Scott MacIntyre is going to sing Billy Joel's "Just the Way You Are." So I really think Scott is out of his league here, too, though he has some decent moments with the song. But overall, not fab. Kara says he made some smart decisions by picking that song, stripping it down and just singing it from an honest place. She also loves his look, including his big hair. Paula says she is most proud of Scott, "and it has nothing to do with your challenge." She says it was a risk without the orchestra, but it paid off. Simon says this was his best performance so far "by a country mile." Randy calls him one of the best of the night.

Matt Giraud is going to sing The Fray's "You Found Me," the most current song we've heard on Idol in a long time. He's on the keyboard off to the side surrounded (like really close) by audience members who, by the way, can't figure out which beat to clap on. He mixes the song up a little so note-wise it doesn't sound exactly like The Fray, but somehow, his enunciation sounds very, very similar to the original, which is a strange choice. Paula says she appreciates the contemporary choice, but he didn't riff or use his falsetto enough. She says it was a soundalike to the singer. (Hey, I agree with Paula for once.) Simon says he should be happy they don't like him this week since that usually means he's safe. He says it felt put on, especially "the gravel in your voice." He says he should have chosen a great song and done what he did best, it would have worked. Randy says it isn't "you. ... You aren't a rock kind of singer." Kara says he's going back and forth between the rock and R&B sides of pop, and they are confused about what kind of record he would make. That said, she says, he doesn't deserve to go home. Guest mom says she thought he sounded like the lead singer of The Fray, but he still sounded pretty good.

Lil Rounds says she had a hard time picking this week because she's gotten dinged over and over again on song choice. So she's going to sing Celine Dion's "I Surrender." WHAT? The judges want her to be like Mary J. or something, so I think they are going to slaughter her for this choice. The fact that she's off-pitch for part of the song doesn't really help. Big song, but not the right song. Randy says this wouldn't have been his choice for her, but he thinks she did well with it. Kara says she was surprised, too, that Lil was better than she expected when she heard the song choice. Paula says she doesn't want to see an adult contemporary Lil Rounds. Simon says this was her singing to stay in the competition with a safe song, too soft. Ryan asks one of Lil's daughters what she thought about Randy being mean, and she doesn't know what to say. Her other daughter volunteers to go over to him, and she gives him a giant hug. Awwww.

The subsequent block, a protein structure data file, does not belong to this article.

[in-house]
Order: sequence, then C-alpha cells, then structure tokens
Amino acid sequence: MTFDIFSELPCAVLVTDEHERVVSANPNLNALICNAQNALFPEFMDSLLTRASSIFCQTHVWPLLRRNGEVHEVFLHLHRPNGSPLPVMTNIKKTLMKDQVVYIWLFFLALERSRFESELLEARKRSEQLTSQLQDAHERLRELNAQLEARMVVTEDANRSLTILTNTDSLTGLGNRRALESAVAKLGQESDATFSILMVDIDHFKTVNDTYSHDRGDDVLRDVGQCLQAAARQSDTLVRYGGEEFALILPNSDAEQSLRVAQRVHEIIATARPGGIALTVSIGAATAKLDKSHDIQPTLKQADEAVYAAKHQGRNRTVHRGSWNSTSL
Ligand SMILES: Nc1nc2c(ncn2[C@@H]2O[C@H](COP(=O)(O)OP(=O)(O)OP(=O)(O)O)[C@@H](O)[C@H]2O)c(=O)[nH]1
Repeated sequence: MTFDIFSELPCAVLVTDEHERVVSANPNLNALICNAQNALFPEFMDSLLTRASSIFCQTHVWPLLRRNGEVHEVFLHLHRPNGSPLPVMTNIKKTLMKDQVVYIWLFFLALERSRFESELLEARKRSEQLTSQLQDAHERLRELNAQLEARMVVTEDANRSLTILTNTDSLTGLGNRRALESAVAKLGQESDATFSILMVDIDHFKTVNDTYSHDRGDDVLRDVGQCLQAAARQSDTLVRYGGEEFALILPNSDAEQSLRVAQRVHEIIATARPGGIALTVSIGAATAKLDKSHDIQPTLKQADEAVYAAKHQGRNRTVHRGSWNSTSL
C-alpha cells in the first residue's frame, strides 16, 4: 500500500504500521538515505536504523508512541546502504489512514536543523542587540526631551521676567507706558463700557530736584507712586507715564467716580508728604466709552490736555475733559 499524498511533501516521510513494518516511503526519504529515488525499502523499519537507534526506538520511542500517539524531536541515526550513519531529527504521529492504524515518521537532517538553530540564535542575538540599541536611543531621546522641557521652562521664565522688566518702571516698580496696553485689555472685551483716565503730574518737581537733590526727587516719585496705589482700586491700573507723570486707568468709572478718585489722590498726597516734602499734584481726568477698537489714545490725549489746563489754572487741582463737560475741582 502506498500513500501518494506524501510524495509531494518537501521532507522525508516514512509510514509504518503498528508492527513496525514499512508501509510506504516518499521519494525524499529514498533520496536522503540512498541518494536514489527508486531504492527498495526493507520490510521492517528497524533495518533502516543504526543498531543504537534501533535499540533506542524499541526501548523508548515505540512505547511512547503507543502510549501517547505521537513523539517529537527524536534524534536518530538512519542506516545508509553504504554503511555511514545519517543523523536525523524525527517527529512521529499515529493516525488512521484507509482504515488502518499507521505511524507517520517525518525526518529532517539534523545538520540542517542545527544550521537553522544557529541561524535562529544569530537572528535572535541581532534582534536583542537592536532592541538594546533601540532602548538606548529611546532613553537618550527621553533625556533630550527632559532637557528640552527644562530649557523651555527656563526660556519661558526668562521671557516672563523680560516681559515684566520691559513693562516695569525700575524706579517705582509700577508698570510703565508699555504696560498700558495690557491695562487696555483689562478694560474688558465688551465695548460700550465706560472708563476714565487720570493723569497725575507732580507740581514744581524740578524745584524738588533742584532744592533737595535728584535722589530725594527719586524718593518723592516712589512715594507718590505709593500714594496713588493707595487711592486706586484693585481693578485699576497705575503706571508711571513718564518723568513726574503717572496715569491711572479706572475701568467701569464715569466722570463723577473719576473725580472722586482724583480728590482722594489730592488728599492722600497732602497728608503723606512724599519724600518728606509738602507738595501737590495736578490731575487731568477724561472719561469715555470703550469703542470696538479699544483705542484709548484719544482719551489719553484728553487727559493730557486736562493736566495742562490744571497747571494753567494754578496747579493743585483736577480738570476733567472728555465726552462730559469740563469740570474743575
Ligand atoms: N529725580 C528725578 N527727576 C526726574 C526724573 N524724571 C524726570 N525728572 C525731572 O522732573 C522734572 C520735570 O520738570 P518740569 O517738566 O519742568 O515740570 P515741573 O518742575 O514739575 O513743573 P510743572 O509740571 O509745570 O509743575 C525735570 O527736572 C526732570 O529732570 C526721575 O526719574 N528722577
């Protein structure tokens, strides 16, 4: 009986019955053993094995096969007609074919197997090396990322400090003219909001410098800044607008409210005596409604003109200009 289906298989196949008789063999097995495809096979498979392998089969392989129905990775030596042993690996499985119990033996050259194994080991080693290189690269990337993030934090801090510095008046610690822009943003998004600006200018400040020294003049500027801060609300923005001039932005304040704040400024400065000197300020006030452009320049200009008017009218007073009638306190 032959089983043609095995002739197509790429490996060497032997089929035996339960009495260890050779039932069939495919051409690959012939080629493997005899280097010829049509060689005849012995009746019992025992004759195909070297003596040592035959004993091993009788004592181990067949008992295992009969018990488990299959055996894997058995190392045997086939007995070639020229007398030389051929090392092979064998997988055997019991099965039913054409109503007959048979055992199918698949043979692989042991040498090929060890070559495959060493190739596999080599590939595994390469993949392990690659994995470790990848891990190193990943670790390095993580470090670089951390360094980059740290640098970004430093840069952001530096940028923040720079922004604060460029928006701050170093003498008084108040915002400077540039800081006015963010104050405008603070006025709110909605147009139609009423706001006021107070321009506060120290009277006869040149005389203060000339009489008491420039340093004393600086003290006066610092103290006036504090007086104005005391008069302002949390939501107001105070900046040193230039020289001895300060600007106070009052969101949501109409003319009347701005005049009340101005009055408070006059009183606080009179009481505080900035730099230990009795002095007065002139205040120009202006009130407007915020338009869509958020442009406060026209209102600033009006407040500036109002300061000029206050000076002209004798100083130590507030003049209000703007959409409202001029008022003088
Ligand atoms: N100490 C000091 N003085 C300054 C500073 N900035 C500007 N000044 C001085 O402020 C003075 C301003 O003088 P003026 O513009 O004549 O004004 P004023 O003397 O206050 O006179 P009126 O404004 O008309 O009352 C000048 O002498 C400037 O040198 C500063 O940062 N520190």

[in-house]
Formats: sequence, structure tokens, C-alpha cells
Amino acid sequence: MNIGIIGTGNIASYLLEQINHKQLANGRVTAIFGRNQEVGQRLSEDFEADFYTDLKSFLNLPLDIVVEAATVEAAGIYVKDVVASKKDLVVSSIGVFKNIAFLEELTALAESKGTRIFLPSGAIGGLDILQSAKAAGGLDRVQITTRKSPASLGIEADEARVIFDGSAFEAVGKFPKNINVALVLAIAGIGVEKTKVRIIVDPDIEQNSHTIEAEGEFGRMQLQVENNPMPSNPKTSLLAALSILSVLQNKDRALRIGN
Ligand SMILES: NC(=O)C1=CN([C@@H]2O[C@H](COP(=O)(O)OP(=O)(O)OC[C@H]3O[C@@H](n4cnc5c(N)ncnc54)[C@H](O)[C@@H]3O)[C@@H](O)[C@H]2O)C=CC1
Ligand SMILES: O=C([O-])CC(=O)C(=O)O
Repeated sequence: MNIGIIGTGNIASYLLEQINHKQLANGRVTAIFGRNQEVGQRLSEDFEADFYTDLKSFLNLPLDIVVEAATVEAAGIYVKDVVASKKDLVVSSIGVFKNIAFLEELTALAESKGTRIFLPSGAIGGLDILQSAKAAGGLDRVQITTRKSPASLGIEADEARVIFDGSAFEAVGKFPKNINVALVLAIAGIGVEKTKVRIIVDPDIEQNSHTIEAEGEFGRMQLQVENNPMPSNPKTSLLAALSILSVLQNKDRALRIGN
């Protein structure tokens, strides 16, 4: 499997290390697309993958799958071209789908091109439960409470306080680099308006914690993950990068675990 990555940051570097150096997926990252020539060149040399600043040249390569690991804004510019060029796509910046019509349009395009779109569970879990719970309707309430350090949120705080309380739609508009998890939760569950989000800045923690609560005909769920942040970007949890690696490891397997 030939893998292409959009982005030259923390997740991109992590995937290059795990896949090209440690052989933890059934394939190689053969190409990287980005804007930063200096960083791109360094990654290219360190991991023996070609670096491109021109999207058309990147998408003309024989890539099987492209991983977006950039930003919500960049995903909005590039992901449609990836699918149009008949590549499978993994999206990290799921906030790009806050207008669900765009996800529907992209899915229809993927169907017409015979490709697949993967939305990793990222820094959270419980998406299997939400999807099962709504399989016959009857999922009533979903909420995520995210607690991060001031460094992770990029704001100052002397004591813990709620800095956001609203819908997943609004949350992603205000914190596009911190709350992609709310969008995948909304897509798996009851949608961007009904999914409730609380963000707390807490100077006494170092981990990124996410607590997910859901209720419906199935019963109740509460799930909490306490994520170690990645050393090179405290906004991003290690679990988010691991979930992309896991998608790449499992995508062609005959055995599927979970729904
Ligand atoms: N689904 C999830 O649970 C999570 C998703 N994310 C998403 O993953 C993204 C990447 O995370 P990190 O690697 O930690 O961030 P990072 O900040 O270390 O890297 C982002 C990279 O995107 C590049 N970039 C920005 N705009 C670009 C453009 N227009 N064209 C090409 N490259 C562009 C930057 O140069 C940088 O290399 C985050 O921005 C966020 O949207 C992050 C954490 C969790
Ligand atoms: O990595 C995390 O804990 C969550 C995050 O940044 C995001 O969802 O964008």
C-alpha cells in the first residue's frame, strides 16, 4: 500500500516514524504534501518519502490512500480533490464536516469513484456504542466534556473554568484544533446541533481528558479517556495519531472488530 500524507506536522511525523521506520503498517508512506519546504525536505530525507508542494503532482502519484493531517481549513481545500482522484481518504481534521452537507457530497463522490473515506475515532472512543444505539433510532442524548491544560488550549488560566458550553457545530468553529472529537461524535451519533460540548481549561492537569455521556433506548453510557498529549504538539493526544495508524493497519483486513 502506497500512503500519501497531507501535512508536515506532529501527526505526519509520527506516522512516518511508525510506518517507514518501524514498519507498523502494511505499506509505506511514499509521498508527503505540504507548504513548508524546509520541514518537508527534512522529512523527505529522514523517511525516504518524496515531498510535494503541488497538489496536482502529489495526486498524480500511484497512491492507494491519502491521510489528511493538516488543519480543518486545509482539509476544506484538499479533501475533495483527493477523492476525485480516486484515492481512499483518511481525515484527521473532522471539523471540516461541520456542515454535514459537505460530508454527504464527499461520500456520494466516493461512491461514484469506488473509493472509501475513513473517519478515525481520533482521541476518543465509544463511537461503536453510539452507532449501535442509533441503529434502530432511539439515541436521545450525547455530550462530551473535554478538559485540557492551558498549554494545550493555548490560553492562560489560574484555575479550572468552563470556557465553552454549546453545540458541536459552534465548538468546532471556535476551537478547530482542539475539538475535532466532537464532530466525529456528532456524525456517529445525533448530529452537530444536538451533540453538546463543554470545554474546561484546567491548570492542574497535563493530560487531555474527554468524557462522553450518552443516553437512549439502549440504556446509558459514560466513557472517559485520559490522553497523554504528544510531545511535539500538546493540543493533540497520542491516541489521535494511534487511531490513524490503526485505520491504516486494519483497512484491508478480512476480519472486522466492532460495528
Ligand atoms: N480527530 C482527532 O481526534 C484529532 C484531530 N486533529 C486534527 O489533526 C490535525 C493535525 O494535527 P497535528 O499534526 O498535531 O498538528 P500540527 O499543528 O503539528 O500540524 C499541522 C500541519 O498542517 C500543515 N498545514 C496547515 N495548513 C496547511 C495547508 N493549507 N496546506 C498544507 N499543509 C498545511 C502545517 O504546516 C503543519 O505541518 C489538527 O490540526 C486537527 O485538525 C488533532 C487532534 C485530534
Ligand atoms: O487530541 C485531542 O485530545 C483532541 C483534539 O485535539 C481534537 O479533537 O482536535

Adam Lambert is next with Wild Cherry's "Play That Funky Music," which he intends to make current. Hmm. OK. He slows it down some, including the first part of the chorus, and then goes back to regular speed for the rest of the chorus, and he brings back his shriek-rock vibe a few times (Note: Not a plus, as far as I'm concerned, regardless of how technically proficient he might be). The audience goes bananas. Paula says true genius shatters expectations and then she compares him to Mick Jagger and Steven Tyler. Simon says it got rid of some of the karaoke nonsense from earlier in the day. Randy says he was afraid it would be corny, but he is "definitely in the star zone." Adam thanks Ricky Minor and the band for the arrangement. Kara says she can't wait to see what he's going to next every week.

You know, without all that mentor footage, the show goes a lot faster. More than half an hour faster, even. I wish it was always an hour and 25 minutes. Sigh.

Kris Allen says he likes to make old songs current, and he's going to try to do that this week with "Ain't No Sunshine." He says he's trying to create "one of those moments." Also, he's playing piano instead of guitar this week, and he's accompanied by a string section. He does, I have to say, a great job with the song. We'll see what the judges say about his taking on an iconic song. Randy says he's loving him. Kara says she has three words for him: "That is artistry." Paula says he made a 30-year-old song sound new and it was his best performance so far. Simon says it was a good, clever arrangement and agrees it was his best.


So what did you think? Who's in trouble? Who's got it made? Who'd you vote for?